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mhamlin

Bounding Volumes / Scenegraph

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After reading some scenegraph threads, I've decided to (re)design my scenegraph system. I'm still deciding how to organize things, et.c., and am still in the design phase (I'm often in this stage). I've decided to try and implement an adaptive tree. A few quick questions. Should bounding volumes be nodes of the graph (i.e. children of the node they describe) or should each node contain the bounding volume in itself? I've been leaning toward having the volumes themselves be nodes of the graph. Also, when a node is translated, it will obviously need to tell its parent to update its bounding volume accordingly. If the node is translated many times per frame, and if child nodes are translated as well, this could be fairly inefficient. Perhaps each node should set a flag if it has been translated, and when updating the tree, somehow get the deepest node that has the flag set, and walk up the tree updating volumes accordingly? This seems inefficient as well. I would greatly appreciate any insights or advice you can provide.

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should u even insert bounding information into a scenegraph, should it be part of the logical heirarchy of the scene (which is what the scenegraph is).

The few that I have built have never used bounding information in the scenegraph. Each node was also placed in an octree (which in turn was in the scenegraph) and referenced back to the scenegraph node for its child nodes (which were then also rendered). That way I just culled a portion (with the octree) and not everything in the graph (assuming that is what you are going for with the bounding information).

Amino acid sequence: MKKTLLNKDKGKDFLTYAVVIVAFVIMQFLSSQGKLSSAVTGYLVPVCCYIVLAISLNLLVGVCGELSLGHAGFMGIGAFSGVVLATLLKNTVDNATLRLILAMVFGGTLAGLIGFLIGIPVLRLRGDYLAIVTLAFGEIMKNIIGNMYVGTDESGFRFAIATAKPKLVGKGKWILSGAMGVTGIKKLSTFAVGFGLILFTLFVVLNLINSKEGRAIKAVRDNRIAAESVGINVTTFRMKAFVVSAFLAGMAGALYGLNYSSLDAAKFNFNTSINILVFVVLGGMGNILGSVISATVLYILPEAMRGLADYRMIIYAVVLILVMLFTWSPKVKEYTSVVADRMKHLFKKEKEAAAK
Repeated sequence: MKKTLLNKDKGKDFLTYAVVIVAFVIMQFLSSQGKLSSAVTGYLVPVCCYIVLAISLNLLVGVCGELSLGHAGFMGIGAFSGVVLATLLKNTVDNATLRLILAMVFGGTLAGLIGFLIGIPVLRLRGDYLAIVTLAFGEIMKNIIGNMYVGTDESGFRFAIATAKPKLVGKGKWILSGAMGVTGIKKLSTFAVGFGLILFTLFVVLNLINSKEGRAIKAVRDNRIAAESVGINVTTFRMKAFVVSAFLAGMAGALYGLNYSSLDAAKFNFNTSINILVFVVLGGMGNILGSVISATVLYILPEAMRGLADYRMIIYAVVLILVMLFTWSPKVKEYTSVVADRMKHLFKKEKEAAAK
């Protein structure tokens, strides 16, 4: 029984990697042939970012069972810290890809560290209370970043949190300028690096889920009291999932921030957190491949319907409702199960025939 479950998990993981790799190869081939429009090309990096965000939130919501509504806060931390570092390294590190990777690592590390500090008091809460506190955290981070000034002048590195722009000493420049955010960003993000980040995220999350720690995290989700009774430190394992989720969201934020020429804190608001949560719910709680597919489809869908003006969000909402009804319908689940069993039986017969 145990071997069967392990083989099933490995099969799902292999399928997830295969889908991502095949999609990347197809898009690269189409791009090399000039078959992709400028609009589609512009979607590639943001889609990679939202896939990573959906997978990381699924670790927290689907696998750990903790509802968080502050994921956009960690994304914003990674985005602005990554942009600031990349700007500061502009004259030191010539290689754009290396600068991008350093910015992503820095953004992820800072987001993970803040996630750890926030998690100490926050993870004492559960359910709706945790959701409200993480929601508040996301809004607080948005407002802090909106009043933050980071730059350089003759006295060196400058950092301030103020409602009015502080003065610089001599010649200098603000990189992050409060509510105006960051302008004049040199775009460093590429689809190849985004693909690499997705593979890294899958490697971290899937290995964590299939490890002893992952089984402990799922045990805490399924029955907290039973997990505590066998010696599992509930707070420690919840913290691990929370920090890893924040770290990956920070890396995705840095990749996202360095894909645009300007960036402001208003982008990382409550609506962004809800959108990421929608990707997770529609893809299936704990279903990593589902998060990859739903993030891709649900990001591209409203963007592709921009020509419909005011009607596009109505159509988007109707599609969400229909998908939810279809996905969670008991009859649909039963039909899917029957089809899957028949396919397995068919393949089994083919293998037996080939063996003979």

you can check out this tutorial on a basic scenegraph implementation

Hope that helped

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Thanks for the input. The reasoning for inserting bounding information for each node is to allow for efficient object-based culling. If the parent node's bounding volume incorporates its children's nodes, then the entire subtree can be culled. If the tree is organized (and if the organization is maintained), then performing some HSR within the scenegraph itself could be fairly efficient.

Basically, I would rather find a different solution than inserting an octree (or quadtree, or whatever) into the scenegraph.

Perhaps I'm going about wrongly by trying to use a scenegraph for HSR.

Again, thanks for your time.

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Scenegraph is really an implementation of the Composite pattern (Design Patterns, Gamma et al). The pattern consists of Component, Composite, and Leaf; in short:

Component:
- declares the general interface
- implements default behaviour
Leaf:
- has no children
- defines behaviour for primitive objects in the composition
Composite:
- defines behaviour for components having children
- stores child components

Composites can cache traversal or search information about their children. In scenegraphs this is often understood as storing a bounding volume that bounds the bounding volumes of every child. Then, you can use the Decorator pattern for effects, transformations, etc. Flyweight pattern goes for leaves using the same resources (four tires in a car, store the tyre mesh once). Etc, etc.

In my current implementation (And yes, I too, seem to be in constant design phase; Let's call that refactoring, shall we.) there is no separate Composite but every node can have as many children as they like. This is something I've been mulling over since I'm still not sure if I should go back to separate Composite.